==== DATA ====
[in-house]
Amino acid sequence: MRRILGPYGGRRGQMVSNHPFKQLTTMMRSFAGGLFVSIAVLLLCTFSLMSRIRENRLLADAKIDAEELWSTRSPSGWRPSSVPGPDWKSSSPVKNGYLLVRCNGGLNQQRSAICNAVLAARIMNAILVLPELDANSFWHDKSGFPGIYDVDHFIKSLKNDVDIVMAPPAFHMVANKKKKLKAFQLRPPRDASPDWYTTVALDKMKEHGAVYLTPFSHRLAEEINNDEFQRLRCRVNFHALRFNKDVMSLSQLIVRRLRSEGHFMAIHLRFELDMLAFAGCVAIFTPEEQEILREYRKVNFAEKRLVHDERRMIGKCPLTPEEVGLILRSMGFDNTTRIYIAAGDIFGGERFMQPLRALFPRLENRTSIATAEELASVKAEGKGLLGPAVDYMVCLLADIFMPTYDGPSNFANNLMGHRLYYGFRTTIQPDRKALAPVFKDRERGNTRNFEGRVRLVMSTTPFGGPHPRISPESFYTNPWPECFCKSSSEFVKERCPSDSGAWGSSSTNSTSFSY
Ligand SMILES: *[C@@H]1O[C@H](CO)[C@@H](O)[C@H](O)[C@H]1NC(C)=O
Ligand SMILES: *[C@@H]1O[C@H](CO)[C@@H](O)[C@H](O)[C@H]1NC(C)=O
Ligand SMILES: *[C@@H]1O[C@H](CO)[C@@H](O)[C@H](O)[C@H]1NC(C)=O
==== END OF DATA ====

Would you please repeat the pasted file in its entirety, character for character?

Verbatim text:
[in-house]
Amino acid sequence: MRRILGPYGGRRGQMVSNHPFKQLTTMMRSFAGGLFVSIAVLLLCTFSLMSRIRENRLLADAKIDAEELWSTRSPSGWRPSSVPGPDWKSSSPVKNGYLLVRCNGGLNQQRSAICNAVLAARIMNAILVLPELDANSFWHDKSGFPGIYDVDHFIKSLKNDVDIVMAPPAFHMVANKKKKLKAFQLRPPRDASPDWYTTVALDKMKEHGAVYLTPFSHRLAEEINNDEFQRLRCRVNFHALRFNKDVMSLSQLIVRRLRSEGHFMAIHLRFELDMLAFAGCVAIFTPEEQEILREYRKVNFAEKRLVHDERRMIGKCPLTPEEVGLILRSMGFDNTTRIYIAAGDIFGGERFMQPLRALFPRLENRTSIATAEELASVKAEGKGLLGPAVDYMVCLLADIFMPTYDGPSNFANNLMGHRLYYGFRTTIQPDRKALAPVFKDRERGNTRNFEGRVRLVMSTTPFGGPHPRISPESFYTNPWPECFCKSSSEFVKERCPSDSGAWGSSSTNSTSFSY
Ligand SMILES: *[C@@H]1O[C@H](CO)[C@@H](O)[C@H](O)[C@H]1NC(C)=O
Ligand SMILES: *[C@@H]1O[C@H](CO)[C@@H](O)[C@H](O)[C@H]1NC(C)=O
Ligand SMILES: *[C@@H]1O[C@H](CO)[C@@H](O)[C@H](O)[C@H]1NC(C)=O